Before he continued the Neumiller saga in Born Brothers (1988), he wrote two other books: Even Tide (1977), a collection of poems, and Poppa John (1981), an atypical Woiwode novel about the plight of an elderly, out-of-work soap opera actor. Both works reflect Woiwode’s deepening religious faith. Woiwode, reared as a Roman Catholic, and his wife joined the Orthodox Presbyterian church in 1977, and his writing has continued to focus on religious issues and to employ Christian symbols, allusions, and myths. Born Brothers, in fact, is a conscious reworking of the Jacob and Esau story with an overlay of the Cain and Abel tale. After deciding that New York was not the place for family life, Woiwode and his family lived, by his admission, in about ten states before settling on a ranch in North Dakota.
Larry Alfred Woiwode was born in Carrington, North Dakota, on October 30, 1941. He spent his early years in nearby Sykeston, a predominantly German settlement amid the rugged, often forbidding north-midwestern terrain. No doubt the beauty as well as the stark loneliness of this landscape heightened his appreciation for the effects of nature on individual character. At the age of ten, he moved with his family to Manito, Illinois, another evocatively midwestern environment capable of nurturing the descriptive powers of a budding fiction writer.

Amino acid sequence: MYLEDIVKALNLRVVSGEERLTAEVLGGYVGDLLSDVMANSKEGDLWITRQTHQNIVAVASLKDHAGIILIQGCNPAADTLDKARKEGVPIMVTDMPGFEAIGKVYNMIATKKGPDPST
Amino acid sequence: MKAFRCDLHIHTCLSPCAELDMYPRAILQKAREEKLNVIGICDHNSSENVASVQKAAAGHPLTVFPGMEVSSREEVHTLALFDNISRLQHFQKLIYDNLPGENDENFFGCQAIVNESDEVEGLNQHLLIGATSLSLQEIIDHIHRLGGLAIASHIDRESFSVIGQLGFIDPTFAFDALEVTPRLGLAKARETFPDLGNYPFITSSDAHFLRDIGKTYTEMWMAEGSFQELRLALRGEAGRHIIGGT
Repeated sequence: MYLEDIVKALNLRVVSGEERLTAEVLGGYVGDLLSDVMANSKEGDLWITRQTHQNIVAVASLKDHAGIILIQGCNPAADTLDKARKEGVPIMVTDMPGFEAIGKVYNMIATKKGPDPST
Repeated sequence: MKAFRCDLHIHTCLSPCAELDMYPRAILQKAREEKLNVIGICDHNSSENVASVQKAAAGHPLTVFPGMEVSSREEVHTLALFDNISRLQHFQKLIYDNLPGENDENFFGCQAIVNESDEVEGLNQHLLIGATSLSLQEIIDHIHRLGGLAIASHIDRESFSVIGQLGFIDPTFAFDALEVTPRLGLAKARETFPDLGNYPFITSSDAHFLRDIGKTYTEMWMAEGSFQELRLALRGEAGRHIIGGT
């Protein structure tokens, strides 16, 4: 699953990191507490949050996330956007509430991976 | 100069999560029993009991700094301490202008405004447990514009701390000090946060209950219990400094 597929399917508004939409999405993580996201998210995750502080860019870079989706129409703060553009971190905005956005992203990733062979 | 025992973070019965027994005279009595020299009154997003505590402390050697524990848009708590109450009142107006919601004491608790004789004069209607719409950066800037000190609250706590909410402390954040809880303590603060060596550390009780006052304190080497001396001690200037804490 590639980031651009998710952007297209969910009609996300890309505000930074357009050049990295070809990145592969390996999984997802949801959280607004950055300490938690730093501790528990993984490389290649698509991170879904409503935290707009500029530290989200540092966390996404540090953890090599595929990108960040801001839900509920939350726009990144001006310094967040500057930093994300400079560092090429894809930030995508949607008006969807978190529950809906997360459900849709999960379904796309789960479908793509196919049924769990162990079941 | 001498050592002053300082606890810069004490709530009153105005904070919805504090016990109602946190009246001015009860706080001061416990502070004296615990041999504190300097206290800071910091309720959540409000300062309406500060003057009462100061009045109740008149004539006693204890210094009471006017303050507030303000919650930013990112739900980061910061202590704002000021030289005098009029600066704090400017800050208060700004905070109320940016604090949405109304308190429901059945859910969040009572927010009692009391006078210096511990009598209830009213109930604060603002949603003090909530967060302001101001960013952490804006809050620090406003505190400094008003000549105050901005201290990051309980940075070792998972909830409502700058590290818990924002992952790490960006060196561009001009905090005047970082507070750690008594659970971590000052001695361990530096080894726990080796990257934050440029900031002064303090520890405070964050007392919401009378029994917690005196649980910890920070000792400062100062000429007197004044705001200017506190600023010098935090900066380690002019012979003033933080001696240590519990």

Woiwode attended the University of Illinois for five years but failed to complete a bachelor’s degree, leaving the university in 1964 with an associate of arts degree in rhetoric. He met his future wife, Carol Ann Patterson, during this period and married her on May 21, 1965. With Carol he would eventually have four children. After leaving Illinois, Woiwode moved to New York City and supported his family with freelance writing, publishing in The New Yorker and other prestigious periodicals while working on two novels. He was a writer-in-residence at the University of Wisconsin, Madison, and had extended teaching posts at Wheaton College (Illinois) and at the State University of New York at Binghamton, where he served as a faculty member (intermittently) beginning in 1983. In 1977, he was awarded the doctor of letters degree from North Dakota State University.
Woiwode explains in his memoirs What I Think I Did and A Step from Death how his nascent Christian faith began to grow and gain strength in his life, and he is now known nationally as a Christian author (although his works are perhaps too complex to relegate him to the shelves dedicated to particularly religious writers).
He and his family returned to North Dakota in 1978 to maintain an organic farm. As detailed in his memoirs, Woiwode would continue to balance the farm life that spoke to him and nourished both his family life and writing with brief academic assignments at the University of North Dakota in Grand Forks and at Jamestown College.
Unlock This Study Guide Now
Start your 48-hour free trial and unlock all the summaries, Q&A, and analyses you need to get better grades now.
- 30,000+ book summaries
- 20% study tools discount
- Ad-free content
- PDF downloads
- 300,000+ answers
- 5-star customer support